Jorge Arcas Photo
Place: Sabiñánigo, Huesca
Birth: 08/07/1992
Country: ESP
Height: 187 Cm
Weight: 68 Kg
Pro debut: 2016
Years in team: 3
Career path:

2016-2018: Movistar Team


Jorge Arcas

CONSISTENCY AT ITS BEST. An ever-dependable allrounder, Jorge Arcas’ strengths have always been the same since he was a very young, promising rider. A solid amateur, with more than ten victories in his last two years with development team Lizarte, he paid back Eusebio Unzué after relying on him for a two-year, neo-pro contract at the end of 2015, the veteran manager hoping to build a strong rider who continues the legacy of excellent domestiques within the Abarca Sports organisation. Despite being only 25, he has already shown great manners and strength to cope with the needs of the team at the most relevant events of the season.

ROUGH VUELTA A ESPAÑA DEBUT. What had been a long-time dream for Jorge – racing a Grand Tour – turned into a nightmare in Nîmes in late August, 2017. His debut in the Vuelta a España was soon ruined – as early as 1km into the opening team time trial- as a serious crash while in the lead of the Blue train forced him to go through tremendous pain to just keep the pace of the bunch for almost two weeks. Jorge ended up leaving the race on stage 12. The 2018 season wasn’t easy for Arcas, either: at the Tour of Flanders, he sustained a broken radius into a crash – which he fortunately recovered quickly, within a month, with great rehabilitation work to get back to racing at his home Vuelta a Aragón.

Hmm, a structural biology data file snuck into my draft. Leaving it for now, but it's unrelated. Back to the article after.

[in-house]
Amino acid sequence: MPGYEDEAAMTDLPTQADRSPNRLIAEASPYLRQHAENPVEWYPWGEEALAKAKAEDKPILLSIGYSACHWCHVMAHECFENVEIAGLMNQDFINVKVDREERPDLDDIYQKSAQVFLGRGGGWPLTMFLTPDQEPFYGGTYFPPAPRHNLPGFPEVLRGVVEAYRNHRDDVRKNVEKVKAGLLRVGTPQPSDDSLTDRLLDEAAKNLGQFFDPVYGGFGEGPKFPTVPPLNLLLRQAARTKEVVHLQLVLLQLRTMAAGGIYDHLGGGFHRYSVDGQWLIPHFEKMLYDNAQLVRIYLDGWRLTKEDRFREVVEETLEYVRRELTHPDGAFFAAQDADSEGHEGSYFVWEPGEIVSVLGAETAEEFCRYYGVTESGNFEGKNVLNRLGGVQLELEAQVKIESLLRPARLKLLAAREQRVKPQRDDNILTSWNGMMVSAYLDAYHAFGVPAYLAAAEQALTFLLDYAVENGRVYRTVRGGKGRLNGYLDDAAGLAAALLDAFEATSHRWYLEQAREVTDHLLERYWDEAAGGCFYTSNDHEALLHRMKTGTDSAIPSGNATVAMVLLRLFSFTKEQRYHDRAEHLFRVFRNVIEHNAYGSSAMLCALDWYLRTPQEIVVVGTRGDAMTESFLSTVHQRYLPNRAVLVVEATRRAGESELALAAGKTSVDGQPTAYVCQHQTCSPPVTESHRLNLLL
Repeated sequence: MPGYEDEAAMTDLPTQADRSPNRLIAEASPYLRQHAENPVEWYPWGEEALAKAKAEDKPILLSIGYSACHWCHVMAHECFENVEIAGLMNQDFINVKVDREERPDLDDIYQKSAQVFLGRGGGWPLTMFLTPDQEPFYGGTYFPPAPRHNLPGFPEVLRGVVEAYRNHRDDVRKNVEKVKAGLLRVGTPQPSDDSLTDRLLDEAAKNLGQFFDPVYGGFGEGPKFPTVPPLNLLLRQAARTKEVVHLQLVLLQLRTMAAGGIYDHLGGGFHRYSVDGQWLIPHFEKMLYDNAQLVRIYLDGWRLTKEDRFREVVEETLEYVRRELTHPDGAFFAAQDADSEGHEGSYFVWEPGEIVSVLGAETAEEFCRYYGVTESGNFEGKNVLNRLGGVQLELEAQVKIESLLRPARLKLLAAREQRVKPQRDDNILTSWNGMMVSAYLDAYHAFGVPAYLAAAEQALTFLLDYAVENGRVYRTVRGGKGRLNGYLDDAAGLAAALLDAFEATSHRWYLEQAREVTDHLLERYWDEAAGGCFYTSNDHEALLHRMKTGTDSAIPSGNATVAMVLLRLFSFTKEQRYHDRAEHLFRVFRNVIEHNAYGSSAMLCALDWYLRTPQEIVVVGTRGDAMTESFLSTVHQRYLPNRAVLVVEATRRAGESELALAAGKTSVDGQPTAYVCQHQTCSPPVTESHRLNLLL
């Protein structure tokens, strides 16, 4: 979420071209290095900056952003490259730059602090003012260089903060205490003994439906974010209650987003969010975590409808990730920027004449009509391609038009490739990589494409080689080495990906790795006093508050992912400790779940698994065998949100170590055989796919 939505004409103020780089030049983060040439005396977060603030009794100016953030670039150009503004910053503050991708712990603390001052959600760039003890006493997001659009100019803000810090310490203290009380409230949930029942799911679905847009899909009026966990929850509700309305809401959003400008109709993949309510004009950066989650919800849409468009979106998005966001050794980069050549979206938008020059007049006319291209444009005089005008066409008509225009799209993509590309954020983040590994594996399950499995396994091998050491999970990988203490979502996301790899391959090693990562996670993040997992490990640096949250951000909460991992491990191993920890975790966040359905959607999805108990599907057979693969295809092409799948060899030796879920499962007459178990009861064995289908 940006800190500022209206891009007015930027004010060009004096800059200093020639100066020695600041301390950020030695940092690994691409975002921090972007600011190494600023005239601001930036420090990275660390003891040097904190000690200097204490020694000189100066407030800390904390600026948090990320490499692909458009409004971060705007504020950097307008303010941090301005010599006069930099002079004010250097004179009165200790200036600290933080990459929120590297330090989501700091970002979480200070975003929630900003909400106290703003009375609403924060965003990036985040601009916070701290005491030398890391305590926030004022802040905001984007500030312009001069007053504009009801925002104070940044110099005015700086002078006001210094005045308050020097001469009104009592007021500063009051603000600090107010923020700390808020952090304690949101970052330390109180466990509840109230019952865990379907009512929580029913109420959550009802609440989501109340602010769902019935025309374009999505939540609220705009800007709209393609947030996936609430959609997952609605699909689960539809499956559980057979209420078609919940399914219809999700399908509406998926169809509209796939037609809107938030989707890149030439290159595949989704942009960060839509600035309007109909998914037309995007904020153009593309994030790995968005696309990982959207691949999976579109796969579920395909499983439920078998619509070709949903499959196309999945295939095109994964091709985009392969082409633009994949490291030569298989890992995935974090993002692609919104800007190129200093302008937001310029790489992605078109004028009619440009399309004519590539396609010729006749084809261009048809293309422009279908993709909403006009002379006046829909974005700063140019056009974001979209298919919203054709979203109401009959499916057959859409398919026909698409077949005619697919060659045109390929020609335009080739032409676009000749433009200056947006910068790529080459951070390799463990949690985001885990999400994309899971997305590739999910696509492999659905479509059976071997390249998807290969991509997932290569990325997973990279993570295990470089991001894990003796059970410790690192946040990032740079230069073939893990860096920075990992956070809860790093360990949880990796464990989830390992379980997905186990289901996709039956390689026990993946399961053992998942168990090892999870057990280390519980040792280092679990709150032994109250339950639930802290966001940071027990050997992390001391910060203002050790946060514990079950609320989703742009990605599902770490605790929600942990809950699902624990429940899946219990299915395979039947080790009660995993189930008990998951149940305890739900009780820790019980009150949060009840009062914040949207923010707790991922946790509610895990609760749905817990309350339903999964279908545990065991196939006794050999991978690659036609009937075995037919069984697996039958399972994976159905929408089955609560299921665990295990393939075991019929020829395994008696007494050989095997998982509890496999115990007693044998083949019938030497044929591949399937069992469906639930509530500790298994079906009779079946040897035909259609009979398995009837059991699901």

CRADLE OF CYCLING. Born in Sabiñánigo, one of the most-known cycling towns in the Pyrenées and close to Biescas, the home place of Fernando Escartín – one of the best riders in the world in the late 1990s -, Arcas preceeded many brilliant prospects in the region, which will have no less than four pro riders in the 2018 season, Jorge’s team-mate Jaime Castrillo, Fernando Barceló and Sergio Samitier (Murias) being the other three. Quite a success for Huesca, one of the least populated provinces in Spain.

 His overall good performances all over his first pro season granted him a place inside the fourteen-man preselection announced by Javier Mínguez for the Qatar World Championships (2016).

 Having spent his whole amateur stage at the same squad (Lizarte), he’s previously been team-mates with five of his colleagues at the current Movistar Team: Soler, Pedrero, Carapaz, Carretero and Castrillo.


Other results



41 Days of Racing
5693 Km covered

13th (3rd stage) Vuelta a Madrid
14th (3rd stage) Vuelta a Aragón
16th (1st stage) Vuelta a Aragón
27th Vuelta a Madrid
29th (2nd stage) Vuelta a Castilla y León
29th (2nd stage) Vuelta a Madrid
30th (1st stage) Vuelta a Madrid
31th Vuelta a Castilla y León
32th Vuelta a Aragón
39th (1st stage) Vuelta a San Juan
40th Kuurne-Brussel-Kuurne
41th (3rd stage) Vuelta a San Juan
42th (4th stage) Vuelta a San Juan
43th (5th stage) Tour Colombia
47th (5th stage) Tirreno-Adriatico
49th (2nd stage) Vuelta a Aragón
51th (6th stage) Tirreno-Adriatico
55th (3rd stage) Vuelta a Castilla y León
56th Driedaagse Brugge - De Panne
59th (2nd stage) Tour Colombia
66th (1st stage) Vuelta a Castilla y León
68th (5th stage) Vuelta a San Juan
68th Vuelta a San Juan
69th E3 BinckBank Classic
70th (4th stage) Tour de Romandie
71th Tour de Romandie
72th (2nd stage) Tour de Romandie
72th (2nd stage) Tirreno-Adriatico
73th (6th stage) Tour de Romandie
74th (7th stage) Tirreno-Adriatico
75th Omloop Het Nieuwsblad
77th Tirreno-Adriatico
78th (5th stage) Tour de Romandie
79th Tour Colombia
80th (6th stage) Tour Colombia
89th (3rd stage) Tirreno-Adriatico
91th (6th stage) Vuelta a San Juan
93th (2nd stage) Vuelta a San Juan
98th (7th stage) Vuelta a San Juan
102th (1st stage) Tour de Romandie
103th (4th stage) Tirreno-Adriatico
106th (3rd stage) Tour de Romandie
107th (4th stage) Tour Colombia
114th (3rd stage) Tour Colombia